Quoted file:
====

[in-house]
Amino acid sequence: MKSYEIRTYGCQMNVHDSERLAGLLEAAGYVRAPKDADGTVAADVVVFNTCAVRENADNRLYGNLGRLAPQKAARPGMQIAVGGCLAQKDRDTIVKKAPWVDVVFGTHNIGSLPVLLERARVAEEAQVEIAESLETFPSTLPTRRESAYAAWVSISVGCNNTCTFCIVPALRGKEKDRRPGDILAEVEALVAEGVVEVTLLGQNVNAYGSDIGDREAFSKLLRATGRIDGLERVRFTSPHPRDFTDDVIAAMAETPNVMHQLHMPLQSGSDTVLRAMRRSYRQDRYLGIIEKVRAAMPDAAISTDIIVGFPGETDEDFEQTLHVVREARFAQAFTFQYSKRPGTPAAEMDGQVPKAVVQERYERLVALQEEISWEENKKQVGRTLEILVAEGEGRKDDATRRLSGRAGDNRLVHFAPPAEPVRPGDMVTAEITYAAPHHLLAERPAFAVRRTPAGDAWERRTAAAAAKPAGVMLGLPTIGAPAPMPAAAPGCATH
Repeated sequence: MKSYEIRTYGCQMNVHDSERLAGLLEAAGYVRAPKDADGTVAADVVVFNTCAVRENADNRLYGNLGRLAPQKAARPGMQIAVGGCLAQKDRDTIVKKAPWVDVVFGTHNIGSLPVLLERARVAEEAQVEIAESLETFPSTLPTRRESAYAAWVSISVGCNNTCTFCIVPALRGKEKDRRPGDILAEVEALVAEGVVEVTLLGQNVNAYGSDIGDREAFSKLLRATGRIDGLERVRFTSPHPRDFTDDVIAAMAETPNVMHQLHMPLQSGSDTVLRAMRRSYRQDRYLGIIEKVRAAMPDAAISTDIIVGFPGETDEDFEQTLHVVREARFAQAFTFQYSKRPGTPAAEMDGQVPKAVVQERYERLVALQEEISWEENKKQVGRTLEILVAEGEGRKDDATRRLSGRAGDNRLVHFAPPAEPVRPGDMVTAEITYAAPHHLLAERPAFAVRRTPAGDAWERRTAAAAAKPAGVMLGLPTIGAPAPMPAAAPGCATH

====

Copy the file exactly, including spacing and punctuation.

[in-house]
Amino acid sequence: MKSYEIRTYGCQMNVHDSERLAGLLEAAGYVRAPKDADGTVAADVVVFNTCAVRENADNRLYGNLGRLAPQKAARPGMQIAVGGCLAQKDRDTIVKKAPWVDVVFGTHNIGSLPVLLERARVAEEAQVEIAESLETFPSTLPTRRESAYAAWVSISVGCNNTCTFCIVPALRGKEKDRRPGDILAEVEALVAEGVVEVTLLGQNVNAYGSDIGDREAFSKLLRATGRIDGLERVRFTSPHPRDFTDDVIAAMAETPNVMHQLHMPLQSGSDTVLRAMRRSYRQDRYLGIIEKVRAAMPDAAISTDIIVGFPGETDEDFEQTLHVVREARFAQAFTFQYSKRPGTPAAEMDGQVPKAVVQERYERLVALQEEISWEENKKQVGRTLEILVAEGEGRKDDATRRLSGRAGDNRLVHFAPPAEPVRPGDMVTAEITYAAPHHLLAERPAFAVRRTPAGDAWERRTAAAAAKPAGVMLGLPTIGAPAPMPAAAPGCATH
Repeated sequence: MKSYEIRTYGCQMNVHDSERLAGLLEAAGYVRAPKDADGTVAADVVVFNTCAVRENADNRLYGNLGRLAPQKAARPGMQIAVGGCLAQKDRDTIVKKAPWVDVVFGTHNIGSLPVLLERARVAEEAQVEIAESLETFPSTLPTRRESAYAAWVSISVGCNNTCTFCIVPALRGKEKDRRPGDILAEVEALVAEGVVEVTLLGQNVNAYGSDIGDREAFSKLLRATGRIDGLERVRFTSPHPRDFTDDVIAAMAETPNVMHQLHMPLQSGSDTVLRAMRRSYRQDRYLGIIEKVRAAMPDAAISTDIIVGFPGETDEDFEQTLHVVREARFAQAFTFQYSKRPGTPAAEMDGQVPKAVVQERYERLVALQEEISWEENKKQVGRTLEILVAEGEGRKDDATRRLSGRAGDNRLVHFAPPAEPVRPGDMVTAEITYAAPHHLLAERPAFAVRRTPAGDAWERRTAAAAAKPAGVMLGLPTIGAPAPMPAAAPGCATH